Living Without God

New Directions for Atheists, Agnostics, Secularists, and the Undecided

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Book Description

Ronald Aronson has a mission: to demonstrate that a life without religion can be coherent, moral, and committed. Optimistic and stirring, Living Without God is less interested in attacking religion than in developing a positive philosophy for atheists, agnostics, secular humanists, skeptics, and freethinkers. Aronson proposes contemporary answers to Immanuel Kant’s three great questions: What can I know? What ought I to do? What can I hope? Grounded in the sense that we are deeply dependent and interconnected beings who are rooted in the universe, nature, history, society, and the global economy, Living Without God explores the experience and issues of 21st–century secularists, especially in America. Reflecting on such perplexing questions as why we are grateful for life’s gifts, who or what is responsible for inequalities, and how to live in the face of aging and dying, Living Without God is also refreshingly topical, touching on such subjects as contemporary terrorism, the war in Iraq, affirmative action, and the remarkable rise of Barack Obama.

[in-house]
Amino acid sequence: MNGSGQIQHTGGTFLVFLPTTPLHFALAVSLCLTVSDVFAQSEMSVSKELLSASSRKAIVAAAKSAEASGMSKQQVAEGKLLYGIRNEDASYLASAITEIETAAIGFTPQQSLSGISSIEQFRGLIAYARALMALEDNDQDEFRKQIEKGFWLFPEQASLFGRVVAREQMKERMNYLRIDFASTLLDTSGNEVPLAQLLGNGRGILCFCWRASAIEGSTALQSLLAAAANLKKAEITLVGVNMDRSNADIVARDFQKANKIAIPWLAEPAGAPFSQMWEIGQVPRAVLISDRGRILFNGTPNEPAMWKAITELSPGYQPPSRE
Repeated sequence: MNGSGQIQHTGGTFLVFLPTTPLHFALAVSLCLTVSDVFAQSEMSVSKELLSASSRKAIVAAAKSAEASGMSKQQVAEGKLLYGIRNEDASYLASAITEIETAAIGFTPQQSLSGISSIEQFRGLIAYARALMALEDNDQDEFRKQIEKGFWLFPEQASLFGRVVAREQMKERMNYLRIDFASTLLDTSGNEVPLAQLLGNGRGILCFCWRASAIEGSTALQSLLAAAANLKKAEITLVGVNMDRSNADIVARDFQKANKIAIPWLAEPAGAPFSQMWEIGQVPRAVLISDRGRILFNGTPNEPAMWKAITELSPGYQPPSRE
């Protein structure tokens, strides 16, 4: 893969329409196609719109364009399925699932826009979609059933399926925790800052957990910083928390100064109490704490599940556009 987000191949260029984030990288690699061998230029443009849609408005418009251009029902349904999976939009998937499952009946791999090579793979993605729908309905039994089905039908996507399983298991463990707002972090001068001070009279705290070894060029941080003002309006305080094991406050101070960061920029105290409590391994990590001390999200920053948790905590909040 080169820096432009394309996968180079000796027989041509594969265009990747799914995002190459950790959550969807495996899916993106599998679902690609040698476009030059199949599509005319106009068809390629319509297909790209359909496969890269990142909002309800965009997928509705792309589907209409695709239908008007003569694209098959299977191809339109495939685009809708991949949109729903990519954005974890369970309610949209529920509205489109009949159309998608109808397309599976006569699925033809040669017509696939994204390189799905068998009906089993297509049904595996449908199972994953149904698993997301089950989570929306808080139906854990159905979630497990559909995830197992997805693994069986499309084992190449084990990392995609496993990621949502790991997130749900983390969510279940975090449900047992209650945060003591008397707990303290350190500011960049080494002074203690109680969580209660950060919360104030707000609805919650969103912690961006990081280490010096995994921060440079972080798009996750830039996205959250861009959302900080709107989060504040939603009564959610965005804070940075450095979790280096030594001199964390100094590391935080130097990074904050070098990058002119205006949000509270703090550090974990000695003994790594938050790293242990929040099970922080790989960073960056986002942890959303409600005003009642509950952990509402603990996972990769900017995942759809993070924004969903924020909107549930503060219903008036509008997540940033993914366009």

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Praise For This Book

"Ronald Aronson demonstrates that atheism represents much more than what one does not believe: that it is the precondition for a generous humanism.
The two closing chapters are models of stoicism at its best." —Christopher
Hitchens, author of God is Not Great

"As a Christian I applaud my Brother Ronald Aronson for his powerful defense of a courageous and compassionate secular worldview. He is a religiously musical atheist I admire!" —Cornel West

"This book is not just for non–believers. All of us are 'living without God'—at least a loving, personal God. Aronson just shows us how to do it with courage and panache." —Barbara Ehrenreich

"[Living Without God] brooks no argument with religion as religion, but it challenges how the religious right has warped our politics in recent times." —Detroit Metro Times

"A first rate humanist scholar, [Aronson is] intent on showing we don't need belief in god, or in Progress, the Enlightment substitute, to see us through." —